Of those, 33 messages expressed support for Gow’s invitation to Hartley and 13 came from disappointed or outraged individuals who used subject lines such as “disappointed alumni” and salutations such as “irate taxpayer.”
Other comments came through different types of communication. UW-La Crosse director of alumni relations Jane Morgan sent a note to Gow informing him that she received calls and text messages from concerned alumni, which were not represented in the university’s records release.
Morgan forwarded a note to Gow from alumnus Andy Ellingson who wrote: “Rest assured your association won’t get a dime from me. I could win the Powerball and I wouldn’t give (UW-La Crosse) a dime.”
Another angry alumna, Sharon, whose last name was redacted, wrote that she would stop donating to the university after 27 years of doing so.
But the majority of email senders stood behind Gow.
A UW-La Crosse student whose name was redacted wrote that she transferred to the campus last spring and Hartley’s frank discussion on sex education reinforced that it was the right decision for her.
University library services assistant Liz Bass wrote along those same lines: “Porn is pervasive in our society via the Internet, and to not shine a light on it through open, rational discussion means it remains in the dark, secreted away to be manifest in unhealthy and often injurious ways. Thank you for trying to bring this darkness into the light.”
Alumnus Matthew Dockter acknowledged he personally wouldn’t be interested in listening to Hartley speak, but applauded Gow for providing a forum for someone outside the mainstream.
“That’s the Wisconsin Idea in action,” he wrote.
Three others asked for Gow’s resignation.
“I am seeing these snowflakes graduate with a head full of mush, heavily indoctrinated with garbage about socialism and liberal thought,” Alumnus Chris Mikula wrote. “If (UW-La Crosse) is supposed to be an institution of higher learning where varying ideas and views can be shared, then why not invite someone like a Ben Shapiro to speak on campus? … Explain to me how a porn star is helping these students build resumes and better their interviewing skills.”
Shapiro’s appearance on another UW campus, along with other conservative speakers interrupted by protesters at college campuses across the country, led the UW System Board of Regents to pass a free speech policy in the fall of 2017.
Gow invited Hartley as part of the university’s inaugural Free Speech week, which he created in response to a July 2018 memo from Cross encouraging chancellors to find ways to encourage and protect free speech.
Gow personally reimbursed the $5,000 speaker’s fee amid the public outcry. The fee initially came out of his office’s discretionary fund, which is supported by interest earnings and vending machine revenue.
UW System spokeswoman Heather LaRoi said Friday the auditors are still conducting the review of Gow’s discretionary fund.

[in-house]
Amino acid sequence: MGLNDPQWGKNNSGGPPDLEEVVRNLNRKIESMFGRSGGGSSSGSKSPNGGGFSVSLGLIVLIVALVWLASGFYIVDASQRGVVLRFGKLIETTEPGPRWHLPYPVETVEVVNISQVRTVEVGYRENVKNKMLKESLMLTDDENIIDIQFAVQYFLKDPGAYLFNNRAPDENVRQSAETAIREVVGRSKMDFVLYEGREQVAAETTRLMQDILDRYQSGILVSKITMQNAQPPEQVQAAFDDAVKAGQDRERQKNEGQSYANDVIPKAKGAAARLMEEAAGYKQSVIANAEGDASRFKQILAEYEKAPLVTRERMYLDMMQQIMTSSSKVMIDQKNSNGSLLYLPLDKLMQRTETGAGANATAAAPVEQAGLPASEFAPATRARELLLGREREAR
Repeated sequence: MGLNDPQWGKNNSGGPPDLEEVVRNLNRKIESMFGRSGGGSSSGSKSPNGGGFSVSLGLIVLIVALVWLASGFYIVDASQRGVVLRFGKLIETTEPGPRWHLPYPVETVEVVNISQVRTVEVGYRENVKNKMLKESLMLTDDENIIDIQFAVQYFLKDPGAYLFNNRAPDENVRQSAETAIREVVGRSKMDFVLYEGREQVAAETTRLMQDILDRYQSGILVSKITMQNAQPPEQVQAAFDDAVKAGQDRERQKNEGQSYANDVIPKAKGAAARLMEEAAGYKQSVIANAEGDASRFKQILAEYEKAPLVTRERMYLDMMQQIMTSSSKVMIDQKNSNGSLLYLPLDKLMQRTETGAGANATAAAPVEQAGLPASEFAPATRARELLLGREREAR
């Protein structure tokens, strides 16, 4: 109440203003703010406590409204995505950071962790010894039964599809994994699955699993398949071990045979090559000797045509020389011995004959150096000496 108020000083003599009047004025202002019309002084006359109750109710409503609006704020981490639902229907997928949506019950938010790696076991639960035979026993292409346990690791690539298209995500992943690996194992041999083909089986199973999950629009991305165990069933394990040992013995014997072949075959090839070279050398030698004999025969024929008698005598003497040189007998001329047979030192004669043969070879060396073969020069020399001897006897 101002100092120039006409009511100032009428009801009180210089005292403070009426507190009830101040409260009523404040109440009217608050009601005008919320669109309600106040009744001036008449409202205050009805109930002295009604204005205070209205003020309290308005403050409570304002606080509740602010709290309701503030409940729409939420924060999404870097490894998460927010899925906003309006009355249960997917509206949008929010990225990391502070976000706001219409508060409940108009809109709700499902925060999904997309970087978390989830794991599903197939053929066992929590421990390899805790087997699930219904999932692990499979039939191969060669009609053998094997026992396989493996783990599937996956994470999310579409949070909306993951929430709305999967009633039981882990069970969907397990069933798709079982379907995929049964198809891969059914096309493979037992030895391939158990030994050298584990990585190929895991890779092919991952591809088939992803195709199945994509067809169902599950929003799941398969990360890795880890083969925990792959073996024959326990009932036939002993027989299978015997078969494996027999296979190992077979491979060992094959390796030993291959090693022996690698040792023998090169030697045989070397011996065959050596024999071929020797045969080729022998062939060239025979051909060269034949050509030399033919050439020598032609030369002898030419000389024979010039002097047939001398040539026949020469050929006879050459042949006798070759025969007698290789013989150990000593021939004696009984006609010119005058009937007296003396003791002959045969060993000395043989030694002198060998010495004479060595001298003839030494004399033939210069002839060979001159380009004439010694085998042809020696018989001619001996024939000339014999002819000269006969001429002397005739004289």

The campus speaker controversy at UW-La Crosse will likely continue in the spring semester when an anti-pornography group speaks comes to campus in late February.
Gow initially announced he would bring Fight the New Drug as a counter-speaker to Hartley. He then found out a Christian student group known as Cru had already received $2,400 from the university’s student government earlier last fall to bring the group to campus.
Luke Rickert, Cru’s La Crosse area director, characterized Fight the New Drug as a nonreligous, nonpolitical group that will speak at the campus’s student union at 8 p.m. on Feb. 7.
“With the epidemic of pornography plaguing the college scene, we’re trying to address that in a way that would not only speak to those of Christian faith, but also those of a non-Christian faith who are wrestling with the effects of pornography,” Rickert said.
Rickert said he expects more than 75 people to attend, in part, because the group plans to promote it unlike Hartley’s speech, which Gow decided not to include on the university’s events calendar nor to publicize to media outlets.
Emails show several people have already reached out to Gow unhappy with the speaker selection.
“Fight the New Drug relies on research that is not backed by credible science,” assistant professor Elizabeth Humrickhouse wrote to Gow.
Humrickhouse pointed Gow toward a letter written by eight neuroscientists and one psychophysiologist who said Fight the New Drug is “systematically misrepresenting science” and disregards the scientific method.
Gow wrote back: “It appears that this organization is not without controversy, and this makes me all the more eager to hear what they have to say.”
Gow said in an interview the speaker was just another example of the importance of free speech. He encouraged people with concerns about Fight the New Drug to attend the voluntary event and lamented that he would be unable to attend because of a Regents meeting scheduled in Madison the same day.
“Listen critically, ask good questions, make up your mind — that’s what we’re here to do as a university,” he said.